Kia Confirmed 201-hp Pro_cee'd and Cee'd GT Models: Should they Come Here?
Kia's mystery pair of Volkswagen GTI fighters have been confirmed, and European markets will soon have two 201-hp turbocharged Kia hot hatches to choose from. With today's release of a slew of new performance metrics, there's only one question left: should these cars come to the United States?
The cars are both variants of the Cee'd hatchback, including a five-door Cee'd GT and a three-door Pro_cee'd GT. Both will get their motivation from a 1.6-liter direct injected, twin-scroll turbocharged I-4 engine making 201 hp and 195 lb-ft. If those numbers and that engine sound familiar, it's because we've already seen it in the U.S. under the hood of the Hyundai Veloster Turbo. That 201 hp would be transmitted through the front wheels through a six-speed manual transmission, although it's unclear whether or not the Cee'd GT or Pro_Cee'd GT will follow the Veloster Turbo's lead and offer a six-speed torque-converted automatic transmission.
Kia promises to both the Cee'd and Pro_Cee'd GT will reflect the increase in power with aggressive aero kits, 18-inch alloy wheels, a new grille, and new headlight assemblies. The GT-spec Pro_Cee'd and Cee'd will get a signature touch in the form of four-point LED running lights mounted in the lower front fascia. Inside, the GT hatches will offer Recaro sport seats, aluminum pedals, and unique interior trim pieces and materials.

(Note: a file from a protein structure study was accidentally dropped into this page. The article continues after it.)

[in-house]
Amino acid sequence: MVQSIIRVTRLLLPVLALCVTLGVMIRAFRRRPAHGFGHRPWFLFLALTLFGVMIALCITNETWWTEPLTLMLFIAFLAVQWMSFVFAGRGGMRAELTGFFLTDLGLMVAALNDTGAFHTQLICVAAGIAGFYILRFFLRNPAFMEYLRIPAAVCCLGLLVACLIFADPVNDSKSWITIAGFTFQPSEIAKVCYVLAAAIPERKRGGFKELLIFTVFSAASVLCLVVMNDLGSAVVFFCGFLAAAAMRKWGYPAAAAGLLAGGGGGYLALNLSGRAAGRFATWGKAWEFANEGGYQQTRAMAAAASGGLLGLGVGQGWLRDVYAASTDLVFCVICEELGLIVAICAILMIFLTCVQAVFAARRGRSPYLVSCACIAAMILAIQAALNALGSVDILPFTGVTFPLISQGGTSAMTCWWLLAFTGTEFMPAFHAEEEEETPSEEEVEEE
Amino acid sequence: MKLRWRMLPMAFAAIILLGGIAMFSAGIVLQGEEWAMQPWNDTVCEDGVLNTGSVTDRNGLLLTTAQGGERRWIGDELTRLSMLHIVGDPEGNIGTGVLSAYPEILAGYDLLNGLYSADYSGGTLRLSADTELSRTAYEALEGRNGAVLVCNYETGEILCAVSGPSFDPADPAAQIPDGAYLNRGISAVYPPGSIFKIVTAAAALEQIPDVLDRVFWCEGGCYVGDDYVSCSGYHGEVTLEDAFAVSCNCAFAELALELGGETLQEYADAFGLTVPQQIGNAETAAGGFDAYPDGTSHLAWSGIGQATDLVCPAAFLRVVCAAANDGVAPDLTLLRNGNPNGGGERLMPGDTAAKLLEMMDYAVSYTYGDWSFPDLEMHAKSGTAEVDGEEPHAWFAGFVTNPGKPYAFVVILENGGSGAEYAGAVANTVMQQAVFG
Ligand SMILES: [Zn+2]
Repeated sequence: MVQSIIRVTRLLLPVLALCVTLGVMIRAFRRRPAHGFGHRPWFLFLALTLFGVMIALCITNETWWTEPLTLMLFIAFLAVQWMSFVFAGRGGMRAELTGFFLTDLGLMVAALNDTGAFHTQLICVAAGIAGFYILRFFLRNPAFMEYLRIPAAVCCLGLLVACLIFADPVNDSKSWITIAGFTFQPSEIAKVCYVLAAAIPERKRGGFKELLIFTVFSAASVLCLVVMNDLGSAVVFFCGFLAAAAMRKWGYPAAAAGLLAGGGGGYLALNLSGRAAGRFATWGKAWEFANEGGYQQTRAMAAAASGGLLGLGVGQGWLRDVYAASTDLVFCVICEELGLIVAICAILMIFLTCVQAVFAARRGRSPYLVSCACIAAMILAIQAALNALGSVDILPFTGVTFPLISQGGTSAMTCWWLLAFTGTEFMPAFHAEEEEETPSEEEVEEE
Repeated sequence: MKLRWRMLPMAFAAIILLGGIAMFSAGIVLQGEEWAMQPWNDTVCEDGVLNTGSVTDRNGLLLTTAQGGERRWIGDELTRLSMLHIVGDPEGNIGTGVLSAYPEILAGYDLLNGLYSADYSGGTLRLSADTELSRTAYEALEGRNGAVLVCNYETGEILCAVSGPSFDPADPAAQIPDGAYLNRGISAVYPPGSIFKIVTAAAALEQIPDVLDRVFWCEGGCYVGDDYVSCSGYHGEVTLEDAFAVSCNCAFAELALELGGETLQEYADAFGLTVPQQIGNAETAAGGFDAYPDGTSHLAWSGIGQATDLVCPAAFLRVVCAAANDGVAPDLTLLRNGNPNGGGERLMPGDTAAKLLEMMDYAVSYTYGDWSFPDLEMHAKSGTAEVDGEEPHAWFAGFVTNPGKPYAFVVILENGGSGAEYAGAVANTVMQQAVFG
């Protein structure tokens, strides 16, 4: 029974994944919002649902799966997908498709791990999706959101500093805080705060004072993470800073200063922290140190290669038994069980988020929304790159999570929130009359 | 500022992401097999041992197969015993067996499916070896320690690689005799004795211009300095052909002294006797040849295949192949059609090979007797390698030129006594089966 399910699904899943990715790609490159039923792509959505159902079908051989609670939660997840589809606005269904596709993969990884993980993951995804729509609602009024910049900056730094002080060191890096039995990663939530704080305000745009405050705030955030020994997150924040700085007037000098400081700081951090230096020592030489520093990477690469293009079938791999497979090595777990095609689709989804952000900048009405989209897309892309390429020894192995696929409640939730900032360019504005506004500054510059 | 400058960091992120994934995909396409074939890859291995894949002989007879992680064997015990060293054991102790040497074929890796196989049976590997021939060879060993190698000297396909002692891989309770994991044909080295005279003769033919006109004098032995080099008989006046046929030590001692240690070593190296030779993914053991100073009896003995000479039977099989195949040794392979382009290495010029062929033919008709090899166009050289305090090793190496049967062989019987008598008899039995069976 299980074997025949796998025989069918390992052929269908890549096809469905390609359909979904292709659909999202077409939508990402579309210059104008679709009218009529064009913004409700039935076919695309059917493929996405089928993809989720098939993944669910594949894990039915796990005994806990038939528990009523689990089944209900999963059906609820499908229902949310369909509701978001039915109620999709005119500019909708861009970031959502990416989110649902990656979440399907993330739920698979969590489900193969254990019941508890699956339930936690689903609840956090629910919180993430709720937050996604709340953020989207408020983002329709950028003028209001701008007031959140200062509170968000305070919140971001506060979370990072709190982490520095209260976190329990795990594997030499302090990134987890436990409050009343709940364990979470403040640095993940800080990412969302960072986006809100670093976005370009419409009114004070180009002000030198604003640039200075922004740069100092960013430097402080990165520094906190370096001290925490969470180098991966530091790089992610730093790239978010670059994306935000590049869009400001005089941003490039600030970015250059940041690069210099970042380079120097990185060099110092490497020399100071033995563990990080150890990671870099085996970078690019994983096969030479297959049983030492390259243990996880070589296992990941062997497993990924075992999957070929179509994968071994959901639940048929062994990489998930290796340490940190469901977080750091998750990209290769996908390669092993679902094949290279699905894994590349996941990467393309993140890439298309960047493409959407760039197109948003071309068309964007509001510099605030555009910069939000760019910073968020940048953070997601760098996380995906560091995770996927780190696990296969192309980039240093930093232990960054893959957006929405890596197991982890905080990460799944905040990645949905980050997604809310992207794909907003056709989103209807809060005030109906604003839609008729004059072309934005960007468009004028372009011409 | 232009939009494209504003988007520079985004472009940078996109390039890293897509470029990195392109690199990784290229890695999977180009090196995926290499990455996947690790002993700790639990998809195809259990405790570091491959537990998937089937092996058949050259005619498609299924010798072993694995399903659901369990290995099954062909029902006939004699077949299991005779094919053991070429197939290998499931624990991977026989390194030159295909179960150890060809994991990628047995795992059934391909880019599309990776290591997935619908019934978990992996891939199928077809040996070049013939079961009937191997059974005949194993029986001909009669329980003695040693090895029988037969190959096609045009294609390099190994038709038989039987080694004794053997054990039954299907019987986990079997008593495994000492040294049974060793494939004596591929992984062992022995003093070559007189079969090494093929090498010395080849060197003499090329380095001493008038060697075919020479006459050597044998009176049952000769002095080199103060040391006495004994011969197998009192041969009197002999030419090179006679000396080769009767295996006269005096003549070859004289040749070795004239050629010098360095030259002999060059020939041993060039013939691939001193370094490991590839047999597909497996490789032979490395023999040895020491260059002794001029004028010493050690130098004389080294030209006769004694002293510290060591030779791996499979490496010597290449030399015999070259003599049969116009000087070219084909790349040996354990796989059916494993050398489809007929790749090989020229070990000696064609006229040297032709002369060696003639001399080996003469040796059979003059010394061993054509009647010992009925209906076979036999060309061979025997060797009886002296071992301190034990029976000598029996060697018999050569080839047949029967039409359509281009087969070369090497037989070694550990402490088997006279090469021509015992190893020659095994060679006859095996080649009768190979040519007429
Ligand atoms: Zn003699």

When the Cee'd GT and Pro_Cee'd GT go on sale in Europe some time next summer, they'll have to wade into battle against the mighty Volkswagen GTI, but the comparisons may not be favorable for the Korean challenger. Kia says it targeted a 7.9-second 0-62 mph run, which seems abnormally slow for the segment. For reference, the Volkswagen GTI (equipped with a DSG) can make the run in as little as 6.7 seconds, while the Cee'd's Hyundai Veloster Turbo relative takes 6.9 seconds; the more powerful Ford Focus ST, meanwhile, does the job in 6.2 seconds, and the Mazdaspeed 3 takes just 6.3. Considering that the new VW GTI (which bows in 2013 in Europe and 2014 in the U.S. ) will offer more power and lower curb weight, the Kia GTs will soon have an even tougher time keeping up.
In any event, expect to see more about these cars--and actual photos, not just teasers--over the next few months. What do you think--are these cars welcome entrants, or do they need more power to join the party? Should they make it to American shores? Let us know in the comments below.